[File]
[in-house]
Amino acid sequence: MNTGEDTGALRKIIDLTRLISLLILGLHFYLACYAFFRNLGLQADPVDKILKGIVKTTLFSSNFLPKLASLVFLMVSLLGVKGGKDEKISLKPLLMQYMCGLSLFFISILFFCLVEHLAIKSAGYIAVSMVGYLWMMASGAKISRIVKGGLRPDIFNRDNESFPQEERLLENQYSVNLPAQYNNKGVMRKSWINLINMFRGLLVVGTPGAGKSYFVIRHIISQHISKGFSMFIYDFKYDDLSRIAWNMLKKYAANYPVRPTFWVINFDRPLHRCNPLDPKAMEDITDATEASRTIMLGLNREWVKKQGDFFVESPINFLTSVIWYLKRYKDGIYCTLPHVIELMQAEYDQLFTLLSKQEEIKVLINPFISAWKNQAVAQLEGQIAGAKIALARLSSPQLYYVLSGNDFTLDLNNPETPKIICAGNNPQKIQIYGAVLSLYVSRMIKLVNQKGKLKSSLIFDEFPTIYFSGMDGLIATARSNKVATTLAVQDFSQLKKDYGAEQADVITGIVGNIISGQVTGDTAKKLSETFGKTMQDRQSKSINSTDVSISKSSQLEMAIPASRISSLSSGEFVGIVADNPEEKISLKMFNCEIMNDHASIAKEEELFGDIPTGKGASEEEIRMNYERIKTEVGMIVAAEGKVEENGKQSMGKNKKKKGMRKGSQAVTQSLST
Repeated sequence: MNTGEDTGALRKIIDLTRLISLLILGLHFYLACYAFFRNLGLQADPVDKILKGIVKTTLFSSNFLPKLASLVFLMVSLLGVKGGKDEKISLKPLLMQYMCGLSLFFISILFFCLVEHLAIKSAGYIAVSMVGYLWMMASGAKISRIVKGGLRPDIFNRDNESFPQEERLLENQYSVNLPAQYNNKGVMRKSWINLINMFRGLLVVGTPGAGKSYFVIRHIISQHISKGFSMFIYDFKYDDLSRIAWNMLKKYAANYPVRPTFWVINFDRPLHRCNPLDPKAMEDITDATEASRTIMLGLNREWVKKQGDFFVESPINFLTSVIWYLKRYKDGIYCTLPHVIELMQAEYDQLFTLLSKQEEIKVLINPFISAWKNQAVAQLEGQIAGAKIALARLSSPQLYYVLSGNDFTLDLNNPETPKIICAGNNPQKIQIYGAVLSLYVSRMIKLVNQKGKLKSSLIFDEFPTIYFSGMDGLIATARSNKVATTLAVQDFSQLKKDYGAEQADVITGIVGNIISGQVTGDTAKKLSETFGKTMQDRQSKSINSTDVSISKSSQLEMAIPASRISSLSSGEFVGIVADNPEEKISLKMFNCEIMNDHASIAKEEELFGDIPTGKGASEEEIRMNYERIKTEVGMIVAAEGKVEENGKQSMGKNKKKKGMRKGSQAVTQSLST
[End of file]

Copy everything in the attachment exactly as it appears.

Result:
[in-house]
Amino acid sequence: MNTGEDTGALRKIIDLTRLISLLILGLHFYLACYAFFRNLGLQADPVDKILKGIVKTTLFSSNFLPKLASLVFLMVSLLGVKGGKDEKISLKPLLMQYMCGLSLFFISILFFCLVEHLAIKSAGYIAVSMVGYLWMMASGAKISRIVKGGLRPDIFNRDNESFPQEERLLENQYSVNLPAQYNNKGVMRKSWINLINMFRGLLVVGTPGAGKSYFVIRHIISQHISKGFSMFIYDFKYDDLSRIAWNMLKKYAANYPVRPTFWVINFDRPLHRCNPLDPKAMEDITDATEASRTIMLGLNREWVKKQGDFFVESPINFLTSVIWYLKRYKDGIYCTLPHVIELMQAEYDQLFTLLSKQEEIKVLINPFISAWKNQAVAQLEGQIAGAKIALARLSSPQLYYVLSGNDFTLDLNNPETPKIICAGNNPQKIQIYGAVLSLYVSRMIKLVNQKGKLKSSLIFDEFPTIYFSGMDGLIATARSNKVATTLAVQDFSQLKKDYGAEQADVITGIVGNIISGQVTGDTAKKLSETFGKTMQDRQSKSINSTDVSISKSSQLEMAIPASRISSLSSGEFVGIVADNPEEKISLKMFNCEIMNDHASIAKEEELFGDIPTGKGASEEEIRMNYERIKTEVGMIVAAEGKVEENGKQSMGKNKKKKGMRKGSQAVTQSLST
Repeated sequence: MNTGEDTGALRKIIDLTRLISLLILGLHFYLACYAFFRNLGLQADPVDKILKGIVKTTLFSSNFLPKLASLVFLMVSLLGVKGGKDEKISLKPLLMQYMCGLSLFFISILFFCLVEHLAIKSAGYIAVSMVGYLWMMASGAKISRIVKGGLRPDIFNRDNESFPQEERLLENQYSVNLPAQYNNKGVMRKSWINLINMFRGLLVVGTPGAGKSYFVIRHIISQHISKGFSMFIYDFKYDDLSRIAWNMLKKYAANYPVRPTFWVINFDRPLHRCNPLDPKAMEDITDATEASRTIMLGLNREWVKKQGDFFVESPINFLTSVIWYLKRYKDGIYCTLPHVIELMQAEYDQLFTLLSKQEEIKVLINPFISAWKNQAVAQLEGQIAGAKIALARLSSPQLYYVLSGNDFTLDLNNPETPKIICAGNNPQKIQIYGAVLSLYVSRMIKLVNQKGKLKSSLIFDEFPTIYFSGMDGLIATARSNKVATTLAVQDFSQLKKDYGAEQADVITGIVGNIISGQVTGDTAKKLSETFGKTMQDRQSKSINSTDVSISKSSQLEMAIPASRISSLSSGEFVGIVADNPEEKISLKMFNCEIMNDHASIAKEEELFGDIPTGKGASEEEIRMNYERIKTEVGMIVAAEGKVEENGKQSMGKNKKKKGMRKGSQAVTQSLST